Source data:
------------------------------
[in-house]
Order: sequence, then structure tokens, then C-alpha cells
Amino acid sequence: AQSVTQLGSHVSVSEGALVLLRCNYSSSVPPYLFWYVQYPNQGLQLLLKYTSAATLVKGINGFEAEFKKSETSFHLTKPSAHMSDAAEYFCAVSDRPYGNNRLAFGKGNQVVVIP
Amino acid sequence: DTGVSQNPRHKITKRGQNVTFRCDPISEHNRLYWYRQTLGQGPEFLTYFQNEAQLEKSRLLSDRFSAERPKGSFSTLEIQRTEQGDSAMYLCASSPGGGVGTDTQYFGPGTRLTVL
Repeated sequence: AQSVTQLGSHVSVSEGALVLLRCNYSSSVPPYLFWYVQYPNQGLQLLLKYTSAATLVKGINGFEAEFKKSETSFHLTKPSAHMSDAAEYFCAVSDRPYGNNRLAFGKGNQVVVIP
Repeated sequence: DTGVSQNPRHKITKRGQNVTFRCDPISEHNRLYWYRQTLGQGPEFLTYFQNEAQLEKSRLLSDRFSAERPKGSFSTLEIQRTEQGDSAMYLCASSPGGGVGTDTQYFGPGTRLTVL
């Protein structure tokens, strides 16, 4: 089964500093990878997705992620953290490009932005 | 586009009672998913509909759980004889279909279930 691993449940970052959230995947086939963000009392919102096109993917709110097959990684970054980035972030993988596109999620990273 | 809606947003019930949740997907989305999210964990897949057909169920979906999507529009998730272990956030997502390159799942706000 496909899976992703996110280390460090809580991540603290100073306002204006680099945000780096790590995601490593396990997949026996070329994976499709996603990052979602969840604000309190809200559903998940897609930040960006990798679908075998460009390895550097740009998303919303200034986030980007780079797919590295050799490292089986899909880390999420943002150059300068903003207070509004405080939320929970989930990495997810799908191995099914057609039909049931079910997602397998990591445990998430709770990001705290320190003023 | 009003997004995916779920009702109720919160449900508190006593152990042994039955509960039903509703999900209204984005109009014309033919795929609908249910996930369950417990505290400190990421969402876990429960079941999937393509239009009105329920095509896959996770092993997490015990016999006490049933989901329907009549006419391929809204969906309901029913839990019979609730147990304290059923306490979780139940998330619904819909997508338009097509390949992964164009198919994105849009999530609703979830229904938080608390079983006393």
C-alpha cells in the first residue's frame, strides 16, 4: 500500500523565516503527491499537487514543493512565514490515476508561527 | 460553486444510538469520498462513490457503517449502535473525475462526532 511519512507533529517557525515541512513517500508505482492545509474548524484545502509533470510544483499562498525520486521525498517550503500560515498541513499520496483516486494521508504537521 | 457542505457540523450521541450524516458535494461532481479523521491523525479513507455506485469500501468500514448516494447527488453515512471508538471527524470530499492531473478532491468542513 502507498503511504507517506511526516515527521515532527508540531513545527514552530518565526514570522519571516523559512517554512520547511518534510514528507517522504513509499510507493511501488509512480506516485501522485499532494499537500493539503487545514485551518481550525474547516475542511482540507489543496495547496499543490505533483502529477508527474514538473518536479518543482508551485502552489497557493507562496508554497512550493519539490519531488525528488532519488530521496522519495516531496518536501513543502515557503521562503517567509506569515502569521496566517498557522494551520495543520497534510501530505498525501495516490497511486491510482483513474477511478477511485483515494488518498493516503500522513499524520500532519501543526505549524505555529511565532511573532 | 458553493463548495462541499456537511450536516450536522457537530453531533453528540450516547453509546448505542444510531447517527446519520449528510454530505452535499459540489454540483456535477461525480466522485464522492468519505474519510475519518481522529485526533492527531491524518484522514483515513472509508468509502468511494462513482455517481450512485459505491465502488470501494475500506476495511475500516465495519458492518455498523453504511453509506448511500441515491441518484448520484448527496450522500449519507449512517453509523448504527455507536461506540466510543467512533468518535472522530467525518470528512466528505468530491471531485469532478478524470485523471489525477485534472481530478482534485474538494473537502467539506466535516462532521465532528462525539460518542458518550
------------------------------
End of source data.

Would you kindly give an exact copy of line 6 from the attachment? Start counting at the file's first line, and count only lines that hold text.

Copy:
Repeated sequence: DTGVSQNPRHKITKRGQNVTFRCDPISEHNRLYWYRQTLGQGPEFLTYFQNEAQLEKSRLLSDRFSAERPKGSFSTLEIQRTEQGDSAMYLCASSPGGGVGTDTQYFGPGTRLTVL